Then came the emergence of African American political power in the 1970’s, a disruptive force to the party of Tate and Rizzo. In fact the first serious African American candidate for mayor, Charles Bowser, bucked the party in the 1970’s and ran as an independent.
Through Bowser, African American leaders signaled that the party better make room. African American wards and electoral power became increasingly mainstreamed; three of our past four mayors have been African American.
Since those days, the battle within the Democratic Party has been about the distribution of appointments, nominations, and contracts among social groups bound by neighborhood, ward loyalty, money, and ethnic or racial affiliation.
The party is one of the main arbiters of this distribution. It helps decide who is next. It is not able to fully control what happens, including who gets nominated and elected, but it is a formidable player in all that goes on in local politics, and in the doings of the businesses and civic groups that rely on government funding.
So political reform in Philadelphia is now less about new ways of doing things and more about bringing new constituencies into the fold: LGBT voters, new immigrants, the bicycle lobby, and so forth.
The reform of major administrative departments is less common and most often follows a crisis: a housing authority executive gets in trouble; a building collapses; the state takes over the schools; the crime rate spirals out of control; the Sherriff’s office misplaces millions of dollars; people wonder why taxes go uncollected when the schools are resource- starved, and the mayor wants to raise real estate taxes.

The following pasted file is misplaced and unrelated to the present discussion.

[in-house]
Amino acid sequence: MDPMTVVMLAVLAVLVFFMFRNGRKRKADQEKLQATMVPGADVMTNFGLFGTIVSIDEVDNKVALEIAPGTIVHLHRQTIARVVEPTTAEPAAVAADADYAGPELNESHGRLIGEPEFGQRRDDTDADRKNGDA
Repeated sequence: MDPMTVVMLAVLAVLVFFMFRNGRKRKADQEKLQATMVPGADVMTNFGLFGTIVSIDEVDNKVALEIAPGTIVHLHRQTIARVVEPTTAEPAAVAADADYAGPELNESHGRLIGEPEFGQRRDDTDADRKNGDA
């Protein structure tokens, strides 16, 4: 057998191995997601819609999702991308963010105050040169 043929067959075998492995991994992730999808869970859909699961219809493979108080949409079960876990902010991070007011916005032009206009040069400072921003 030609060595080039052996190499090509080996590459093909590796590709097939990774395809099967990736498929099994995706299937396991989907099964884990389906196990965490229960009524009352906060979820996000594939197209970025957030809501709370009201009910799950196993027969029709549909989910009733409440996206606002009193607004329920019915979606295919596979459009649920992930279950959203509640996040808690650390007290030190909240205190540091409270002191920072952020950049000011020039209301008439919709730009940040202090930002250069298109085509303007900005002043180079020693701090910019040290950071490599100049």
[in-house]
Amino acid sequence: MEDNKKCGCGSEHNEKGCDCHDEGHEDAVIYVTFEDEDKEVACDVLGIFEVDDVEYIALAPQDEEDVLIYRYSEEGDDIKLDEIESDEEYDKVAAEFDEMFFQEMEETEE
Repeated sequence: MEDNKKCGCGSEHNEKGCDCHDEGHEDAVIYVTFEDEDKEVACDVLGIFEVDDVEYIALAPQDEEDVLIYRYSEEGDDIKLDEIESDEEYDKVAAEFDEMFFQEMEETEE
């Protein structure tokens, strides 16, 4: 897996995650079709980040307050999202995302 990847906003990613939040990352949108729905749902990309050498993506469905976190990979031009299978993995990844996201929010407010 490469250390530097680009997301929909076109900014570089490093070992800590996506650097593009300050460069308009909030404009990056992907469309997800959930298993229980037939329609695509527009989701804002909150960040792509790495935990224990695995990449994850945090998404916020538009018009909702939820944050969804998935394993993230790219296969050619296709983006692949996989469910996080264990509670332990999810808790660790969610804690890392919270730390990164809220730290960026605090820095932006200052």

Changing the zoning code, instituting a land bank (although the land bank is more sizzle than steak), and adopting the actual value initiative are three of the bigger reforms of the past several years. City Council and the public unions blocked other major reforms, like the PGW sale and changes in pension fund management.
When members of the Ironworkers Union damaged the new Chestnut Hill Meeting House because it was a non-union site, no local politician called the Meeting House to express concern about the attack. It was as if the Meeting House broke the rules, not the Ironworkers.
The rest of the good stuff these past years was driven by the interests of the mayor and didn’t require changes in institutional behavior. The mayor cared about quality design, pedestrian mobility, government ethics, the arts, and energy conservation. None of those issues have a post-Nutter institutional home, but they do have lots of citizen support.